Gothard said that there have been Jewish and JWV speakers at Legion meetings before, and speakers from the Legion at JWV meetings, but to his knowledge, there has never actually been a joint meeting of this sort.

“There has been the persistent anti-Semitic myth and stereotype that Jews were cowards who wouldn’t fight for America,” Gothard said. “The Jewish War Veterans of America was organized in 1896, by veterans from both sides of the Civil War, to absolutely refute these blatantly false assertions.”

He noted that JWV is the first and oldest of the U.S. veterans organizations, with the larger VFW and American Legion coming later.

His presentation starts with the Biblical patriarchs, kings and judges, goes through Colonial times and all wars to the present, showing how Jews fought for America, including Medal of Honor recipients.

“In World War II, for example, there were over 500,000 Jewish men and women, including my three older brothers, who valiantly served, and thousands of whom died,” Gothard said.

The local JWV also has a Memorial Day tradition of honoring departed Jewish American men and women who served in the armed forces by having a ceremony at the cemetery.

This year, since Memorial Day fell on the holiday of Shavuot, the remembrance ceremony was held the next day, May 26, at the Beth Israel cemetery. The Gothards were joined by Lisa Romano, a long-time friend and employee of the late Oscar Tolmas, and Beth Israel Rabbi Gabriel Greenberg.

American flags were then placed on the graves of all veterans.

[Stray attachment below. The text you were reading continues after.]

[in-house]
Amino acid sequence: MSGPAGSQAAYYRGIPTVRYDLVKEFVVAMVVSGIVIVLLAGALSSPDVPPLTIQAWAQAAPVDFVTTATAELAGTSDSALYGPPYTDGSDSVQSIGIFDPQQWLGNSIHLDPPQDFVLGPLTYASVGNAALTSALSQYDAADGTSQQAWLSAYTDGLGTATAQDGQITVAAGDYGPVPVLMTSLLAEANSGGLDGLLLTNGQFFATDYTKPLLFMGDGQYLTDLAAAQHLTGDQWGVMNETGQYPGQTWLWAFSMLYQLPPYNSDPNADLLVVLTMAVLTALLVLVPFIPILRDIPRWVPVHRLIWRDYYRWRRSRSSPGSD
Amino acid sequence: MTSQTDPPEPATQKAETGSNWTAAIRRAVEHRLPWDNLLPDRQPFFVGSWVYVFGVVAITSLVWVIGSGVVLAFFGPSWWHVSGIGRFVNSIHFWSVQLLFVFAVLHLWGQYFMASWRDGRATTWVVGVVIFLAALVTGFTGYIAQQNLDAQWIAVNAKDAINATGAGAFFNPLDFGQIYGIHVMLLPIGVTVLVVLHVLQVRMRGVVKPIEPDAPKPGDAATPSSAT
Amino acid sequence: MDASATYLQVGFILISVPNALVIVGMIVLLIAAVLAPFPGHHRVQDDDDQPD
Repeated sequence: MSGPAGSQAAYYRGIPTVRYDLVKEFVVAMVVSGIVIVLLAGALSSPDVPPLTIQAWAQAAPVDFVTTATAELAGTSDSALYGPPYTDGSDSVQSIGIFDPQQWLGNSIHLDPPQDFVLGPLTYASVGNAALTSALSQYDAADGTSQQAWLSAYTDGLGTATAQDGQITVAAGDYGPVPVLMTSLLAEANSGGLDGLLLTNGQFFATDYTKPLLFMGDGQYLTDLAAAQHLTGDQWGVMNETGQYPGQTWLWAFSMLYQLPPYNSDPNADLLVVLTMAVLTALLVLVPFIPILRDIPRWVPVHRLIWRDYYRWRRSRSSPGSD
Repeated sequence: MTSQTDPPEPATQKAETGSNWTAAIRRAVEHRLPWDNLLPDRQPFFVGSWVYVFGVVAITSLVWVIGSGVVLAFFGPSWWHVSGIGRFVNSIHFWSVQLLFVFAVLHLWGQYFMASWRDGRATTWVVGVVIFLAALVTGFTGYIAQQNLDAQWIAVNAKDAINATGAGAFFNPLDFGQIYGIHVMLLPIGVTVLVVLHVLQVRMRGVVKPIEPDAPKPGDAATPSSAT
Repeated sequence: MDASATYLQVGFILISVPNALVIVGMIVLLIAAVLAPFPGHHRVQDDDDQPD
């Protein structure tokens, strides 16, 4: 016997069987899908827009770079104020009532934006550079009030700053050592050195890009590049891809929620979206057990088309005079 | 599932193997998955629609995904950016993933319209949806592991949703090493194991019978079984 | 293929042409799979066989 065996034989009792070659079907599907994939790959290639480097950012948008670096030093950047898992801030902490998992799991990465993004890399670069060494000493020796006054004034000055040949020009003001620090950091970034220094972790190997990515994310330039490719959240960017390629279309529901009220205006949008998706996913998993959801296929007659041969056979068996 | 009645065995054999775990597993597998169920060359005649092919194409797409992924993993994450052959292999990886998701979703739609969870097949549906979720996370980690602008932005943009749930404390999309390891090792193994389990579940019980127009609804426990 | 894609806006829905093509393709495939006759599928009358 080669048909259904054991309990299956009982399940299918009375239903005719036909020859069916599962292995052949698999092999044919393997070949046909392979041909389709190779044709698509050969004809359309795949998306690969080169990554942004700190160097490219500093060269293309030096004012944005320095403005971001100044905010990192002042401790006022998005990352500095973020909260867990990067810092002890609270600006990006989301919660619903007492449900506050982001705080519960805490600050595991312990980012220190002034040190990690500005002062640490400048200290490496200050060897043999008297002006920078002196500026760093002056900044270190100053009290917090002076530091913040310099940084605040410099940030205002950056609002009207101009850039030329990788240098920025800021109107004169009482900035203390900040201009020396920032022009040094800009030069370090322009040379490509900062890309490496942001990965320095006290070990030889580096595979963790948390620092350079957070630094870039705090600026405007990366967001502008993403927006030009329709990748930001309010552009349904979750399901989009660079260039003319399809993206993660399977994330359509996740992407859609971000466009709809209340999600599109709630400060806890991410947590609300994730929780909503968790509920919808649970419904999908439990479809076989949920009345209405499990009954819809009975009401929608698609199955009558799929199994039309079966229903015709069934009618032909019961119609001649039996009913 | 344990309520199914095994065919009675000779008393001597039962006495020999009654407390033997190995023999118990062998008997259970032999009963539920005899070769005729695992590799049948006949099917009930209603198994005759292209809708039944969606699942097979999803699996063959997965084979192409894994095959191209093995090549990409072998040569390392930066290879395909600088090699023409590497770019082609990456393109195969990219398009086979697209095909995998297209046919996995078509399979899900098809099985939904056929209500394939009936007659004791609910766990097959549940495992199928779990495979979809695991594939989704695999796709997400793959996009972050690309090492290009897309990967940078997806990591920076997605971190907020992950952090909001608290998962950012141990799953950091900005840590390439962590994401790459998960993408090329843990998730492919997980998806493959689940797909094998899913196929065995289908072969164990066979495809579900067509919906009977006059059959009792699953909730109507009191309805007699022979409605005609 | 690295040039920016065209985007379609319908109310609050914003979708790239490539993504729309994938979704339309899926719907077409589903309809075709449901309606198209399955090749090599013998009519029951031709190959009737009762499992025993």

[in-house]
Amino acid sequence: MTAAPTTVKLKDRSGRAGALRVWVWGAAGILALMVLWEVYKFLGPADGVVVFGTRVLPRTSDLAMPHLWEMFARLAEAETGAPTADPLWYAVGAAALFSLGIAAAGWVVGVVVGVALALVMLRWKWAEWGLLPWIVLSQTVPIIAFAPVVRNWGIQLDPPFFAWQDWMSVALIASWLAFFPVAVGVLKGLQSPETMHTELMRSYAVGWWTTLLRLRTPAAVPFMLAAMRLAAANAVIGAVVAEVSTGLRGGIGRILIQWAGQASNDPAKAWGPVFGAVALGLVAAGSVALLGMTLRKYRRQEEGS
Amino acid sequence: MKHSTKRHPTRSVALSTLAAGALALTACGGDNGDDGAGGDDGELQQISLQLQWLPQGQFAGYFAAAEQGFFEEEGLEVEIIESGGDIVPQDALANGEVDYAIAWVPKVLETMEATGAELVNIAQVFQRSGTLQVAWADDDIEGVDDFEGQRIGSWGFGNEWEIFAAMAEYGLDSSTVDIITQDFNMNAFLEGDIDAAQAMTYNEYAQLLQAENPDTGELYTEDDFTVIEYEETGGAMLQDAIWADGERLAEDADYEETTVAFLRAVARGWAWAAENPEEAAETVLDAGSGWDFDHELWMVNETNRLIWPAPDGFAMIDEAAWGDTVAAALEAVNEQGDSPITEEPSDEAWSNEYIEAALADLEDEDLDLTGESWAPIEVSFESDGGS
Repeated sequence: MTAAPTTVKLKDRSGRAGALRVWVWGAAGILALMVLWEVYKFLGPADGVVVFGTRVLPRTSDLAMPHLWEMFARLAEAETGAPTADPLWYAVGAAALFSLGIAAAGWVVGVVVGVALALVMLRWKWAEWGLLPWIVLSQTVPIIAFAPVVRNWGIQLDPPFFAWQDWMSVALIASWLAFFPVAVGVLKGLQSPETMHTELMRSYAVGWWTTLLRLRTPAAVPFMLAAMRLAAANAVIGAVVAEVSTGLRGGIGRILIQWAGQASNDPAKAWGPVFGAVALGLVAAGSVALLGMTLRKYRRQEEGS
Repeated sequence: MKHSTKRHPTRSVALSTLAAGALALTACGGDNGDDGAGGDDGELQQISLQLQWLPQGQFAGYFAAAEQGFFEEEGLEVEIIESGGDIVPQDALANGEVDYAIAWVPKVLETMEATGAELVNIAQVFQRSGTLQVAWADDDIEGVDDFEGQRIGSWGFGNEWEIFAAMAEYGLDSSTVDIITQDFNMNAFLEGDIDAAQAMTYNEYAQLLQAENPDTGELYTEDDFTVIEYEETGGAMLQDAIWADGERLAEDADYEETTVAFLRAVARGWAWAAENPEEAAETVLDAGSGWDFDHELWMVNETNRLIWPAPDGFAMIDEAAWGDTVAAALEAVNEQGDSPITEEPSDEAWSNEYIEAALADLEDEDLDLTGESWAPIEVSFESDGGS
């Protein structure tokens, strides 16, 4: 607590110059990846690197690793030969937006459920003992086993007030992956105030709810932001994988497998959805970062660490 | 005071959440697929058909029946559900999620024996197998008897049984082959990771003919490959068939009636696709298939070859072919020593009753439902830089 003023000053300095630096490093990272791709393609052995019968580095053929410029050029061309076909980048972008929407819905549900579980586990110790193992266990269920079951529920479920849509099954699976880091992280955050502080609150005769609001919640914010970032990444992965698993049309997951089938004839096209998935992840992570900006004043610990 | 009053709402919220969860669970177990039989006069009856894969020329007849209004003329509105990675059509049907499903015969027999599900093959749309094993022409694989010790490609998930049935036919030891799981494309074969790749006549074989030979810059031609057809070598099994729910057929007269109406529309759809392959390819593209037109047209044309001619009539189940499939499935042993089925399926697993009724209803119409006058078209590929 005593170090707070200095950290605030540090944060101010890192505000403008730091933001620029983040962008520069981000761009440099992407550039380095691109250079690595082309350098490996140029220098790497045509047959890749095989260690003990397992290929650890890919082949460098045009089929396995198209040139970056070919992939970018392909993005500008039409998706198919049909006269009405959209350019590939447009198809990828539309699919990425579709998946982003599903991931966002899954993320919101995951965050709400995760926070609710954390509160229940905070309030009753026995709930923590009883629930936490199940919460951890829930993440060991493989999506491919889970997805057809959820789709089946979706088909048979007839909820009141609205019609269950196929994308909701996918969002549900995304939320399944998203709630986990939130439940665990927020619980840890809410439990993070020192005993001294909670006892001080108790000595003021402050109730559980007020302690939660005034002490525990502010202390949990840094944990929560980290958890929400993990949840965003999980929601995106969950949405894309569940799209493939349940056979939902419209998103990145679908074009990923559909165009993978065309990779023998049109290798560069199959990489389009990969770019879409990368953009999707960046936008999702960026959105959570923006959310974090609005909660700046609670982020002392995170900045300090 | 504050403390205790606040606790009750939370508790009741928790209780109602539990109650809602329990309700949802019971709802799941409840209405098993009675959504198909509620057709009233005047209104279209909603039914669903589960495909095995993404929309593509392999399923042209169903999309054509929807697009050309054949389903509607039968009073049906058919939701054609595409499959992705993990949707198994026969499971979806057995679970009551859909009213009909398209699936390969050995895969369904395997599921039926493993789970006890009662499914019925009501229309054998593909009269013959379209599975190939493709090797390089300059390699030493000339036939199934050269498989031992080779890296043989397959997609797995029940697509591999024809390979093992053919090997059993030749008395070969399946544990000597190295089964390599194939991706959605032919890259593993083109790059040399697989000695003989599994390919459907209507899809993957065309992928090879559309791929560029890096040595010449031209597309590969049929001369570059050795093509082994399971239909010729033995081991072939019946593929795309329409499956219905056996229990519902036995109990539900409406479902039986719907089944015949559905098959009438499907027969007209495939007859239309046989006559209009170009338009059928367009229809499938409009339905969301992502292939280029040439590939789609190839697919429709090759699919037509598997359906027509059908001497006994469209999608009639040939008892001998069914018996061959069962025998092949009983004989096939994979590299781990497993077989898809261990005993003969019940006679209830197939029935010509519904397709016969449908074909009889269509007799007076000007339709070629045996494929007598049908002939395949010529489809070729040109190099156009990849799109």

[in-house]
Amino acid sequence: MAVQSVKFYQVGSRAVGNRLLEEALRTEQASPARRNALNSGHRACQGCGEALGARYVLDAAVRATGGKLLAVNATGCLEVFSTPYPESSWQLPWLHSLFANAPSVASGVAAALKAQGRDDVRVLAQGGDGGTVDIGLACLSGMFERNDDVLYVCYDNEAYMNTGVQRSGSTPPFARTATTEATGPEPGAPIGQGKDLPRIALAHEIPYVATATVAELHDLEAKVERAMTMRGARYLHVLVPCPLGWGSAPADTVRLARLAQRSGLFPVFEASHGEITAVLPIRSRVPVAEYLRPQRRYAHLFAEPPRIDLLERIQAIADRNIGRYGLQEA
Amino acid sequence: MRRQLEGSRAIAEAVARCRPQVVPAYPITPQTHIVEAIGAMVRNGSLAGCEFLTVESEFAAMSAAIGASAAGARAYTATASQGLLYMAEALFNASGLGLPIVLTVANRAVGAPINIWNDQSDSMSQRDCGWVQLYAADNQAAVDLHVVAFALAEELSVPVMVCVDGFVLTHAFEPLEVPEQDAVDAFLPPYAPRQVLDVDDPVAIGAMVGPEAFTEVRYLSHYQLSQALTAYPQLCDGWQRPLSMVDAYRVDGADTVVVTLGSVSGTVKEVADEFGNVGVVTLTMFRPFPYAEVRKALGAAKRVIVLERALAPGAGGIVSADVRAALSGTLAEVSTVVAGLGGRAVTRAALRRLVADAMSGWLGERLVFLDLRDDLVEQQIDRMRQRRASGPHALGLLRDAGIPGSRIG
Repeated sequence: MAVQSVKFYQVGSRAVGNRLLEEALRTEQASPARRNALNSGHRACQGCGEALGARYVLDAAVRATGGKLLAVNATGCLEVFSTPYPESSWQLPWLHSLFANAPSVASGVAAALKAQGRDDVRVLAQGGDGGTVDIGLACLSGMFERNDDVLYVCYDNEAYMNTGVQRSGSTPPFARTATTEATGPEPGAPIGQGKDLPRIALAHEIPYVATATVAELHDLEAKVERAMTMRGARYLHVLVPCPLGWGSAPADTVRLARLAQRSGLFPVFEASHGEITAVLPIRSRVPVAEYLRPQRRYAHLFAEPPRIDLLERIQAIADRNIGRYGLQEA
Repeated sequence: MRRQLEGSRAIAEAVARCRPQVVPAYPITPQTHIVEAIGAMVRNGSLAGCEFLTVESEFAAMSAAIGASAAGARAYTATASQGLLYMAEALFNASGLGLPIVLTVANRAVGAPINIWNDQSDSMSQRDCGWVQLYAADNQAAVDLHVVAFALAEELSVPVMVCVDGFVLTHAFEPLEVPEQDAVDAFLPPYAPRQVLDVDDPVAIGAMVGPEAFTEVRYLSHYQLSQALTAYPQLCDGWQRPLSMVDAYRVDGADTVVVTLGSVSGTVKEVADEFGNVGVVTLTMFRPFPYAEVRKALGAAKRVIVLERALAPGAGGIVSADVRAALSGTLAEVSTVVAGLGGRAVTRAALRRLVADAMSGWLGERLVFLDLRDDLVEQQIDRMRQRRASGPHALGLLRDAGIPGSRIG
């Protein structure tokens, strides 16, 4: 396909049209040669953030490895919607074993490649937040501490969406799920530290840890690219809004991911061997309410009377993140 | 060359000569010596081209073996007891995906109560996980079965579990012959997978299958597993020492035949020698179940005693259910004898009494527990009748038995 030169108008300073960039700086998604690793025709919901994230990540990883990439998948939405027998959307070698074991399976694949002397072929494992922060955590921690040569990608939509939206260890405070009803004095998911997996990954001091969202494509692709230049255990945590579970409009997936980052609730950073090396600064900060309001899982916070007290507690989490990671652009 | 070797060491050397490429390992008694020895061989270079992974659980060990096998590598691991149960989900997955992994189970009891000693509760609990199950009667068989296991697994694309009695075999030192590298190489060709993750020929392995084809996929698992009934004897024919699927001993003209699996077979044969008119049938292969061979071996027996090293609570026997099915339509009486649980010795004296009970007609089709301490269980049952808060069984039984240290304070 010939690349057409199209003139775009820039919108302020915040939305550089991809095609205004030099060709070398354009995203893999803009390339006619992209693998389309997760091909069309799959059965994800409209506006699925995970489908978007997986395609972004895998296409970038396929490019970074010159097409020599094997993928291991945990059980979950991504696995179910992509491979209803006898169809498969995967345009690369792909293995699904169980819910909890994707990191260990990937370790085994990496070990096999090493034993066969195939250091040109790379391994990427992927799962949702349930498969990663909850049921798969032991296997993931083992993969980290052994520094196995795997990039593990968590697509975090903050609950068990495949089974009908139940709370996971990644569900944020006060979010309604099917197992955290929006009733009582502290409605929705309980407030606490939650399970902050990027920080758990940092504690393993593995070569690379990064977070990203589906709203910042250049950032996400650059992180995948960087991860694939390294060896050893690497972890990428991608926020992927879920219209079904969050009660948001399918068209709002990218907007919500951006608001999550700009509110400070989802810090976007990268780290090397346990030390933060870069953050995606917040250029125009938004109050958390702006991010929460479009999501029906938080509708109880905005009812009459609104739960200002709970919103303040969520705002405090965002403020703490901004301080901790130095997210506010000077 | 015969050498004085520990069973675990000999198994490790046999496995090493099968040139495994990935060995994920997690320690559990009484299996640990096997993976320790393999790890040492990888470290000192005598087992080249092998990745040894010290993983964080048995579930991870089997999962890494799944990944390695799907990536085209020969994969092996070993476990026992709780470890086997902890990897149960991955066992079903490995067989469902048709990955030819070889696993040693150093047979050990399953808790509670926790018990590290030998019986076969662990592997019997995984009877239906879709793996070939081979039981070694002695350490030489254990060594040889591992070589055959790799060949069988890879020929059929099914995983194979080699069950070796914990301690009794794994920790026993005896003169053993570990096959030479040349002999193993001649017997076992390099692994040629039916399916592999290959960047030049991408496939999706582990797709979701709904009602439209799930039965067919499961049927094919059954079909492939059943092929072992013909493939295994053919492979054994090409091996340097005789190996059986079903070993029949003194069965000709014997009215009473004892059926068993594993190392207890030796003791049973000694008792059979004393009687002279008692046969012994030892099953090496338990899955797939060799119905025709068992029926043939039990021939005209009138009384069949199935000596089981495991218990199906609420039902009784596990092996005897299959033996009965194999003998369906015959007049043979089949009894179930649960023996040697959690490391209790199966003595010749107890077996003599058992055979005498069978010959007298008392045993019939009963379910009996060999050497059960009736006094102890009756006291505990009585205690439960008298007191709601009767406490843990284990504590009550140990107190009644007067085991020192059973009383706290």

Gothard said that American Jewish veterans of any branch of the military, or Jewish veterans of an allied country or on active duty, are eligible for membership in the New Orleans Post, which has been recognized as the fastest growing and most diverse JWV Post in the nation. The diversity is a result of Patron members, over 35 of whom are of other faiths, including 5 African-Americans and a Kurdish Muslim from Turkey who is now an American citizen.

“They joined because of the humanitarian work we do on behalf of homeless veterans, participation in the annual MLK Day parade, and more,” Gothard said. Anyone can join as a patron member; one does not have to be a veteran or Jewish.

New Orleans JWV, American Legion hold historic joint program

Friday, October 30, 2015

Installing Two Rabbis: This Week in Southern Jewish Life, Oct. 30

Above: Honorees Richard Pizitz Jr., Raymond and Cynthia Tobias, Rabbi Elizabeth Bahar, General Charles Krulak and Rabbi Eytan Yammer at the Oct. 28 joint awards program of Israel Bonds, the Birmingham Jewish Federation and Birmingham Jewish Foundation. Photo by Rabbi Barry Altmark. 

Around the South: Week of Oct. 30, 2015

Southern Jewish Life is celebrating its 25th anniversary! The December issue will be a 25-year retrospective of SJL and its predecessors, Deep South Jewish Voice and Southern Shofar. To be part of the celebration and show your support for quality independent Jewish journalism, and our continuing unique coverage of our communities, click here for information on placing an ad in the anniversary issue, whether personal, organizational or for a business. Thank you for your support! 

Two New Orleans-area congregations are installing rabbis on the same evening. Touro Synagogue will install Rabbi Todd Silverman as Rabbinic Director of Lifelong Learning at its 6 p.m. service on Oct. 30. A Shabbat dinner reception will follow. He joins Rabbi Alexis Berk and Cantor David Mintz on the Touro clergy. Rabbi Alexis Pinsky will be installed as assistant rabbi at Gates of Prayer in Metairie on Oct. 30 at the 8 p.m. service. There will be a dinner, prepared by the Brotherhood, at 6 p.m.